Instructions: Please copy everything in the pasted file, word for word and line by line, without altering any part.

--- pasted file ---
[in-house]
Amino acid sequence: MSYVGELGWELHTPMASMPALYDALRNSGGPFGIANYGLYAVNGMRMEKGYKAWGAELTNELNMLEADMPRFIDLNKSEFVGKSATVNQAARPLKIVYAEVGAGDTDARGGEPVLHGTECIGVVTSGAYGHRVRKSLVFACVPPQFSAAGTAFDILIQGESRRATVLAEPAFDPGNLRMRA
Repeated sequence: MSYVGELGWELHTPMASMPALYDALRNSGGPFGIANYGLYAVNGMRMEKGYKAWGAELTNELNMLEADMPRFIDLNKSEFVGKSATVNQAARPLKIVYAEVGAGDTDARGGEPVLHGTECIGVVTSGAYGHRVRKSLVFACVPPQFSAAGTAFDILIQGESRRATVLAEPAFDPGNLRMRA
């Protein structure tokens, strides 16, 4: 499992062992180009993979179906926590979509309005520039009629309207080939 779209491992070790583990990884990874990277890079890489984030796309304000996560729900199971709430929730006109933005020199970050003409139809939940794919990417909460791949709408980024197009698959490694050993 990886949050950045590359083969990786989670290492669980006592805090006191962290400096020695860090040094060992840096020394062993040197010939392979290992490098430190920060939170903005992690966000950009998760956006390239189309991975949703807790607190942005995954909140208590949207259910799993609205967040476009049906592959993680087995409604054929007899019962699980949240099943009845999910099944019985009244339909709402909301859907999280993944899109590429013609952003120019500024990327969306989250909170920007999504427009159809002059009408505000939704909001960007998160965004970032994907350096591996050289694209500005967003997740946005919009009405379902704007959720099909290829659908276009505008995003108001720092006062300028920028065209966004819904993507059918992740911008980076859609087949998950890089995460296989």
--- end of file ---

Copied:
[in-house]
Amino acid sequence: MSYVGELGWELHTPMASMPALYDALRNSGGPFGIANYGLYAVNGMRMEKGYKAWGAELTNELNMLEADMPRFIDLNKSEFVGKSATVNQAARPLKIVYAEVGAGDTDARGGEPVLHGTECIGVVTSGAYGHRVRKSLVFACVPPQFSAAGTAFDILIQGESRRATVLAEPAFDPGNLRMRA
Repeated sequence: MSYVGELGWELHTPMASMPALYDALRNSGGPFGIANYGLYAVNGMRMEKGYKAWGAELTNELNMLEADMPRFIDLNKSEFVGKSATVNQAARPLKIVYAEVGAGDTDARGGEPVLHGTECIGVVTSGAYGHRVRKSLVFACVPPQFSAAGTAFDILIQGESRRATVLAEPAFDPGNLRMRA
């Protein structure tokens, strides 16, 4: 499992062992180009993979179906926590979509309005520039009629309207080939 779209491992070790583990990884990874990277890079890489984030796309304000996560729900199971709430929730006109933005020199970050003409139809939940794919990417909460791949709408980024197009698959490694050993 990886949050950045590359083969990786989670290492669980006592805090006191962290400096020695860090040094060992840096020394062993040197010939392979290992490098430190920060939170903005992690966000950009998760956006390239189309991975949703807790607190942005995954909140208590949207259910799993609205967040476009049906592959993680087995409604054929007899019962699980949240099943009845999910099944019985009244339909709402909301859907999280993944899109590429013609952003120019500024990327969306989250909170920007999504427009159809002059009408505000939704909001960007998160965004970032994907350096591996050289694209500005967003997740946005919009009405379902704007959720099909290829659908276009505008995003108001720092006062300028920028065209966004819904993507059918992740911008980076859609087949998950890089995460296989």